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Thom Yorke partners with BitTorrent on new solo album

By | Published on Monday 29 September 2014

Thom Yorke

Hey, all you self-elected gatekeepers, you’d better watch out. After a few days of pretty tedious teasing on Twitter and silly speculation that a new Radiohead album was about to come out, Thom Yorke announced his new solo album, ‘Tomorrow’s Modern Boxes’, on Friday. And rather than coming out via a label, the record is being release through… dun, dun, daaaaaah… BitTorrent.

Not bad BitTorrent, mind, as in all those bad BitTorrent-based file-sharing networks. No, the BitTorrent company. Which has long distanced itself from the piracy its technology aids, and which has been courting the music industry in recent years with various direct-to-fan tools, including its Bundle product.

In a statement, Yorke and his producer Nigel Godrich said: “As an experiment we are using a new version of BitTorrent to distribute a new Thom Yorke record. The new Torrent files have a pay gate to access a bundle of files. The files can be anything, but in this case is an ‘album’. It’s an experiment to see if the mechanics of the system are something that the general public can get its head around”.

They continued: “If it works well it could be an effective way of handing some control of internet commerce back to people who are creating the work. Enabling those people who make either music, video or any other kind of digital content to sell it themselves, bypassing the self elected gate-keepers. If it works anyone can do this exactly as we have done”.

“Huh?” said other self-releasing artists, reading the news as they waited for their own new albums to upload to Bandcamp or direct-to-fan platform of choice.

Bandcamp though? Oh man, that’s so last week. Yorkie and Goddo continue: “The torrent mechanism does not require any server uploading or hosting costs or ‘cloud’ malarkey. It’s a self-contained embeddable shop front. The network not only carries the traffic, it also hosts the file. The file is in the network”.

So there you go. Selling stuff via BitTorrent is totally free for the creator. It’ll never cost you anything. Well, except the 10% cut of sales income that BitTorrent takes. And the cost of recording the album in the first place. And any other promotional cost – for example, Yorke elected to get his message out to the media/self-elected gatekeepers via one of the music industry’s most established PR companies. But – woo! – no hosting costs.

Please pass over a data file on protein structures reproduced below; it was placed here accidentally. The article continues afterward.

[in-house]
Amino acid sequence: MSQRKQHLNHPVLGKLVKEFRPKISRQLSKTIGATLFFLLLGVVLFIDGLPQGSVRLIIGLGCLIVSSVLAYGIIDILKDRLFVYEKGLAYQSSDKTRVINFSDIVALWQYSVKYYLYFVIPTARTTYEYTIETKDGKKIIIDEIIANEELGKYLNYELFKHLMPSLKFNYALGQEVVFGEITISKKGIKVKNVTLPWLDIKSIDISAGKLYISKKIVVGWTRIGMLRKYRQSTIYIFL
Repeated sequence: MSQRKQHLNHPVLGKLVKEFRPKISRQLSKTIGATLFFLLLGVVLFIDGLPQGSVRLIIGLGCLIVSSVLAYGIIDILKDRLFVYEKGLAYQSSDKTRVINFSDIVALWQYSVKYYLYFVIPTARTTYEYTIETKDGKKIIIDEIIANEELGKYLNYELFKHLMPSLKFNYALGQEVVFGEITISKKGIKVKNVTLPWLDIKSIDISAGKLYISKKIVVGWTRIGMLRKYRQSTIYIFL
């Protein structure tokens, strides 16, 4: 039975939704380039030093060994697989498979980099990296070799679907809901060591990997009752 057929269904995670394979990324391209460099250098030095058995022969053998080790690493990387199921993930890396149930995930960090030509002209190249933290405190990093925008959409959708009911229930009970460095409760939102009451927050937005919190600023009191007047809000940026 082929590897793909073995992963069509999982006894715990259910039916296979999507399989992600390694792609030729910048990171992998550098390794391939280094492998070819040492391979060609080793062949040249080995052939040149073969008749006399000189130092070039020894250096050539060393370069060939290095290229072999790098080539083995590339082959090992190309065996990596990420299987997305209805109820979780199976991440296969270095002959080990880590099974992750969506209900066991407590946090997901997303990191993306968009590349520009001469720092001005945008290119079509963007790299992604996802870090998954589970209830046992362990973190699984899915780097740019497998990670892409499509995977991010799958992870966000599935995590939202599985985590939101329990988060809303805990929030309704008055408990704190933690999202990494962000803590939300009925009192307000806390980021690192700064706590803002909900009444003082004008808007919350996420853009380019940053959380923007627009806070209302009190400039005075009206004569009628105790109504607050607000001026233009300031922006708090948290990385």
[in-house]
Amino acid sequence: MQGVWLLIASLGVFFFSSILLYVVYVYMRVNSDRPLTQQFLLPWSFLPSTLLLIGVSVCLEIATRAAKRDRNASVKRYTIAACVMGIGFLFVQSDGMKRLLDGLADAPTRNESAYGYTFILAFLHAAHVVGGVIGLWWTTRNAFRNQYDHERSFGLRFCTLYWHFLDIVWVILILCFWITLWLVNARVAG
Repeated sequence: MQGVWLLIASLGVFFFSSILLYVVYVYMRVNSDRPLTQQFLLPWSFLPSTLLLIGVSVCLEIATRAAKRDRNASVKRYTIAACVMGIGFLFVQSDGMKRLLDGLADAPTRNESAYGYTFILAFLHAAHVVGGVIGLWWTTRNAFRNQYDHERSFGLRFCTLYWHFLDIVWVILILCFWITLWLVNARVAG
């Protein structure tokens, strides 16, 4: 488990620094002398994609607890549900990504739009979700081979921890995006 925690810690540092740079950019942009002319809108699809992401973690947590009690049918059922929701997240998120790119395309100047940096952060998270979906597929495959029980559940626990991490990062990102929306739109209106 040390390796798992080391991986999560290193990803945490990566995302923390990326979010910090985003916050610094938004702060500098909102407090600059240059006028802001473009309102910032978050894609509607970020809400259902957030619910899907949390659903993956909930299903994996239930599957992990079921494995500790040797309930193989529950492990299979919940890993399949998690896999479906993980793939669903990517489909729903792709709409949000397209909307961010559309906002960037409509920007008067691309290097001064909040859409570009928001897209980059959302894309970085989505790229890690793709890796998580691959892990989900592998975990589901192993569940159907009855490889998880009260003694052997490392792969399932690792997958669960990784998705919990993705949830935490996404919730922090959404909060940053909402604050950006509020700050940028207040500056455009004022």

Still, a 10% cut is less than most other digital outlets for music will take – slightly less even than Bandcamp, and only a third of what iTunes would take. And this is the first time that the BitTorrent company has experimented with charging for download bundles, as it further attempts to distance itself from its reputation as a piracy enabler.

Speaking to Billboard, BitTorrent’s Chief Content Officer Matt Mason explained how it all came together: “The first person we talked to was Thom’s manager Brian Message and Chris Hufford. He and Brian introduced me to Nigel Godrich, and I had a really good conversation with him on Christmas Eve in 2013 in a studio in London, about understanding their philosophy a bit better. We [at BitTorrent] were inspired by [Radiohead’s pay-what-you-want album] ‘In Rainbows’, that was the spark behind Bundles. ‘How do we scale something like that?’ The more we talked to Nigel, the more we fleshed out the philosophy”.

On what BitTorrent can offer artists, he said: “The platform has been working for up-and-comers for over a year now. This represents our first gated, paid Bundle. We launched [Bundles either freely accessible or in exchange for an email address] with Kaskade in 2013, and we’ve had 120 million downloads to date … The thing that we can offer in terms of discovery is putting it in front of 170 million users a month. 40 million of those use BitTorrent every day. This is a very engaged audience”.

Talking up his company’s position further, he added: “It’s been a really weird year in the music industry. The majors seem like they’ve absolutely given up on the idea of selling people music. There’s no clear path for new artists. The biggest album of the year is the ‘Frozen’ soundtrack. The most innovative thing you’ve seen is Apple releasing a tool to remove an album. There’s nothing good happening out here. We think [artists] should be able to earn a fair wage from their work”.

You can buy ‘Tomorrow’s Modern Boxes’ for £3.69 on the BitTorrent website here, or you can fork out for the ‘deluxe’ vinyl here. Don’t try to get it via any more convenient platform though. Convenience is the enemy of any true artist.